The Council of Five was the ruling body of the nation of Amn during the 15th century DR. It replaced the previous, anonymous, administration known as the Council of Six. Like their predecessors, the Council of Five strived to maintain economic prosperity within the nation, along with their already lavish lifestyle and copiously wealthy interests.
In addition to ruling the nation as a whole, the High Houses of Amn, and by extension, the council, were responsible for the continued regulation of magic. Only members of the nation's Cowled Wizards, or licensed practitioners of the High Houses were able to practice magic, thus preventing any shift in power from these elite few.
In addition, the council influenced and manipulated other influential organizations such as the Shadow Thieves, various religions of varying power or the smaller merchant houses. These client houses, as well as other mercantile cabals constantly feuded with one another, vying for favor and scraps of power and wealth from those who comprised the council. While it was theoretically possible for one of the smaller merchant families to ascend in power, and reform the Council of Six, the existing five houses felt it unnecessary to share any of their wealth or control.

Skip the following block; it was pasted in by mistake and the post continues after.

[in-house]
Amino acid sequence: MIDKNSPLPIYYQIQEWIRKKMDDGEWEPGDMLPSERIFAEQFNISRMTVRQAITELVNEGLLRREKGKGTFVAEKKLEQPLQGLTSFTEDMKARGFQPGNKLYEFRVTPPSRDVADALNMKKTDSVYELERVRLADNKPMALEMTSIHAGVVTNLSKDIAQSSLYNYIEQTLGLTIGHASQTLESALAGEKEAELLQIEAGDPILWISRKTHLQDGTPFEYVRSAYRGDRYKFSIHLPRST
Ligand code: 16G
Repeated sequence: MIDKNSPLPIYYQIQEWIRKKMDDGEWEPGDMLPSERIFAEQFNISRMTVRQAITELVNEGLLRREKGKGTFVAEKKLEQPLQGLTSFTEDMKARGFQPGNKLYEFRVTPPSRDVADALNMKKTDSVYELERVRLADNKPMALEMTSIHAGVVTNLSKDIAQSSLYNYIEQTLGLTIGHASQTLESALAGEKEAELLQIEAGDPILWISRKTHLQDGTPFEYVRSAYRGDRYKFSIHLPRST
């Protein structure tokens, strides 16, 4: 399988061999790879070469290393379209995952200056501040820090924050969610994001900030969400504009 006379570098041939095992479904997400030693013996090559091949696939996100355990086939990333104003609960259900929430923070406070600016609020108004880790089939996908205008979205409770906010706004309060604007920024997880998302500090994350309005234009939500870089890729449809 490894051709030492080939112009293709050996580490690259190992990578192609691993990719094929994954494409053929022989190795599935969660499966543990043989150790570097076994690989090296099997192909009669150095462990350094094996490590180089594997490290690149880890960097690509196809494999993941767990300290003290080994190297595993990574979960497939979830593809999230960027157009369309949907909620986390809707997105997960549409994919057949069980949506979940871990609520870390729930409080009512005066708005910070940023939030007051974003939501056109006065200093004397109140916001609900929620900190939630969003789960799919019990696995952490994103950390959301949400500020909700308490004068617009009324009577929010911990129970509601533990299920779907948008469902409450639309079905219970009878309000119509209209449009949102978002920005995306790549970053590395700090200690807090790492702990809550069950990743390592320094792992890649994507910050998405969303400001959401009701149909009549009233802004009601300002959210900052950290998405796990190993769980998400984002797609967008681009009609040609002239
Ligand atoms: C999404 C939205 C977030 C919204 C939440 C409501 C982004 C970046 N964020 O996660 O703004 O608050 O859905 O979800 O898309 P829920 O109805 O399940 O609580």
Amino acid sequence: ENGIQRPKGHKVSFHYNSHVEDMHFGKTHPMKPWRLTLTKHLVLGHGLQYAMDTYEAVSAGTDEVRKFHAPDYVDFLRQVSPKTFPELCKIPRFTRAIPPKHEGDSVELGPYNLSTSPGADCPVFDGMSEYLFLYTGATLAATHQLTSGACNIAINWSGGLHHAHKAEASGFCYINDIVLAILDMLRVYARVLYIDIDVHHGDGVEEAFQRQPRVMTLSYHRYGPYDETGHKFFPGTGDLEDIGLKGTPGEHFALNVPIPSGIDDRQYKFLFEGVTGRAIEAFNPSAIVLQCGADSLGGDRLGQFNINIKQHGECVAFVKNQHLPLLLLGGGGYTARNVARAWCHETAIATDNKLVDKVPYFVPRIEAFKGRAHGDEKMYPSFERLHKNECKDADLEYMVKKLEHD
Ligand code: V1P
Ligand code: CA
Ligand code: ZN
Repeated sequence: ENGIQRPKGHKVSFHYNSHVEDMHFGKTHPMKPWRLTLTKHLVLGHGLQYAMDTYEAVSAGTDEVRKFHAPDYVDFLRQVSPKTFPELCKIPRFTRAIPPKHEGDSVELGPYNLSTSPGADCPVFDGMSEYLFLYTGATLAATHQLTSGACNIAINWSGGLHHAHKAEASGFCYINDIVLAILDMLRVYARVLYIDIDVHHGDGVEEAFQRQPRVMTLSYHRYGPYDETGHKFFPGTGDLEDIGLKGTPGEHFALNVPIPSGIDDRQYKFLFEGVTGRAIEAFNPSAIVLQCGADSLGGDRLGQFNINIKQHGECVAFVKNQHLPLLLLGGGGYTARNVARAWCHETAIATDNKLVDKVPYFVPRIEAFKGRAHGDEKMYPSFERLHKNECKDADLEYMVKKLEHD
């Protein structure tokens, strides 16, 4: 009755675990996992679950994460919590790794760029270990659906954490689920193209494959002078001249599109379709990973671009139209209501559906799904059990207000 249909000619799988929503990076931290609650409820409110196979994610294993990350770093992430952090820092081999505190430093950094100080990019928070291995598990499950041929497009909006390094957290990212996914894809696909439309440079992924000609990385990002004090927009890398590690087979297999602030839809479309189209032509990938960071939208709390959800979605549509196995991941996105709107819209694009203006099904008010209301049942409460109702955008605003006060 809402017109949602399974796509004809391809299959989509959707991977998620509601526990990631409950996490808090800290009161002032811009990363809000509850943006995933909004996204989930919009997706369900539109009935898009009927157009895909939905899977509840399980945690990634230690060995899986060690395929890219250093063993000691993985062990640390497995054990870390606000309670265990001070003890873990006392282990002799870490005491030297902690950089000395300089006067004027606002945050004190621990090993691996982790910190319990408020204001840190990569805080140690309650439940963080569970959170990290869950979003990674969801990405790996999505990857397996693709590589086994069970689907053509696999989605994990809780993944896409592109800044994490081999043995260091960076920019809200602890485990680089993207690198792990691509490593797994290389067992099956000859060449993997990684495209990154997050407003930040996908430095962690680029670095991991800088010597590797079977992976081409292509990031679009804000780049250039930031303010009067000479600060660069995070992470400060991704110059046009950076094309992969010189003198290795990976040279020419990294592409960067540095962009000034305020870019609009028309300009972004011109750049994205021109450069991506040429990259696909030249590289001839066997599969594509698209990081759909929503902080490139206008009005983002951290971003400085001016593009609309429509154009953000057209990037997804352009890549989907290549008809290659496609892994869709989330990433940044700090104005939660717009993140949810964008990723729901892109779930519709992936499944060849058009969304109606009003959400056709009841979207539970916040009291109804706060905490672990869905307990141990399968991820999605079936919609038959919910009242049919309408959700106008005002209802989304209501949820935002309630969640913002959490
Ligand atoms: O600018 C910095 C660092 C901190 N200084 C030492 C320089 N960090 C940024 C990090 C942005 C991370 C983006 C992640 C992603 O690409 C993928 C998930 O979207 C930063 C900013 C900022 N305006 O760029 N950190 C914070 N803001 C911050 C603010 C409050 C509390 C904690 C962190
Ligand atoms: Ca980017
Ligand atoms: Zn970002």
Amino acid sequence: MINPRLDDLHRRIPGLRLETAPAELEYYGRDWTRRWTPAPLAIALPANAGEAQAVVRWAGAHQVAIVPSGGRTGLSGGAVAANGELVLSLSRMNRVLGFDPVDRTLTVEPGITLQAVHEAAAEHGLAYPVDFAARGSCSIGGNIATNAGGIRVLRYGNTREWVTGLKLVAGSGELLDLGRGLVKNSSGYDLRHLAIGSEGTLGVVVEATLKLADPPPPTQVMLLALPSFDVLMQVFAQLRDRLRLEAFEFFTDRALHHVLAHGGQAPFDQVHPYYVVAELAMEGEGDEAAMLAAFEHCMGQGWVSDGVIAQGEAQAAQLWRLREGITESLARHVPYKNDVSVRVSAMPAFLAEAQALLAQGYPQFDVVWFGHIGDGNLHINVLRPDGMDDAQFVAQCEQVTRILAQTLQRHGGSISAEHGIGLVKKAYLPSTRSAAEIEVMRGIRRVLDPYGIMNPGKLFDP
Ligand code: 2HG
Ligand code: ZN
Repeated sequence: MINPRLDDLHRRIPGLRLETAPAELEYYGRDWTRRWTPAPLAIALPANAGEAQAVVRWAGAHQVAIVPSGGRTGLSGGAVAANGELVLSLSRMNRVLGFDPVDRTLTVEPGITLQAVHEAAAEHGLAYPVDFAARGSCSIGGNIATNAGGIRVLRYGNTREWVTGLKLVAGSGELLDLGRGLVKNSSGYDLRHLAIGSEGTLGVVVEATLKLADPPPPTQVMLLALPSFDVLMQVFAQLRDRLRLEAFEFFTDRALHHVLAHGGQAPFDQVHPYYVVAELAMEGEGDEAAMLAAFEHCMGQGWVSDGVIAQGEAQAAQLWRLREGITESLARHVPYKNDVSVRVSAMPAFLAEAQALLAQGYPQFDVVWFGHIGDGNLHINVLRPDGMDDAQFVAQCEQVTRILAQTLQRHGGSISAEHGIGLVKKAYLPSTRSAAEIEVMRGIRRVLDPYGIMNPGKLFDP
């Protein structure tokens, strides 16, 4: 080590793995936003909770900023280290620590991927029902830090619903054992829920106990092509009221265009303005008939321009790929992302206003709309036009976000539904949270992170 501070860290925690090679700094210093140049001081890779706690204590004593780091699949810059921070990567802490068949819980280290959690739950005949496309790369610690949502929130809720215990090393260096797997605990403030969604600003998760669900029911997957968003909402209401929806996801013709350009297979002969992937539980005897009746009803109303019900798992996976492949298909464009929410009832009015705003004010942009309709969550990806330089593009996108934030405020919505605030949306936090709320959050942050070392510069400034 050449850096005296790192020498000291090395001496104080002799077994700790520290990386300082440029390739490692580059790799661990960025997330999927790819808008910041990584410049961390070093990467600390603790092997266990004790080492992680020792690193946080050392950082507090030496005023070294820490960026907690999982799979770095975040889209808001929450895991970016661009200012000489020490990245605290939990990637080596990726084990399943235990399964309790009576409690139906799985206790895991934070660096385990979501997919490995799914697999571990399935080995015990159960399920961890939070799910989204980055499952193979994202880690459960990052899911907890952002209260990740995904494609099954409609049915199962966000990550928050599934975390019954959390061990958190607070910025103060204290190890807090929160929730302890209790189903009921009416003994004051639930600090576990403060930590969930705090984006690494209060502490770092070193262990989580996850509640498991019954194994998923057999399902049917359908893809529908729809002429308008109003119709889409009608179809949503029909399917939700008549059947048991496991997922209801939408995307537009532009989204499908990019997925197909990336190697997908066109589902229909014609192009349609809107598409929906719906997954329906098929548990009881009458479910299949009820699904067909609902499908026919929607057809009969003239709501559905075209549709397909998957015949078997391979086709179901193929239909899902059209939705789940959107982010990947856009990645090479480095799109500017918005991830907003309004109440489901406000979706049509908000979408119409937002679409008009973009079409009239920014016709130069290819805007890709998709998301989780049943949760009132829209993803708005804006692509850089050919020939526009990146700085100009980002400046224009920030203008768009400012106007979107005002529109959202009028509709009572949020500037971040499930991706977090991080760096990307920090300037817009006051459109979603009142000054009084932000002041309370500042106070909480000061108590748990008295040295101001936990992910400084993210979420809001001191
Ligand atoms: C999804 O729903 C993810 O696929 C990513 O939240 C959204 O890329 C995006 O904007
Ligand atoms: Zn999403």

The council was comprised of the heads of the five High Houses, or largest, and likely most corrupt, merchant families of the wealthy nation. Each council member had a specific title, a holdover from the Council of Six. These were:
- Meisarch: Held by the leader of House Selemchant of Athkatla, the meisarch of the Council acted as sponsor of the Cowled Wizards. This cabal of mages served Amn's agents of magical regulation and enforcement as well as the Meisarch's spies.
- Tessarch: House Dannihyr of Eshpurta were secret masters of the Shadow Thieves and supplanted their leader to this title.
- Namarch: This position within the council was from the Alibakkar family of Athkatla.
- Iltarch: The title given to the leader of House Ophal from Crimmor.
- Pommarch: The Nashivaar family of Esmeltaran, who were closely aligned with the influential church of Cyric, held this position of power.
In the late 15th century DR, circa 1479 DR, the council was still considered a unified governing body, although one that ruled with a tight-fist. While their influence outside the nation's borders was limited, they had complete and utter control of the country's domestic economy. The laws banning the use of arcane magic were still in effect during these years, punishable by beatings or torturous death.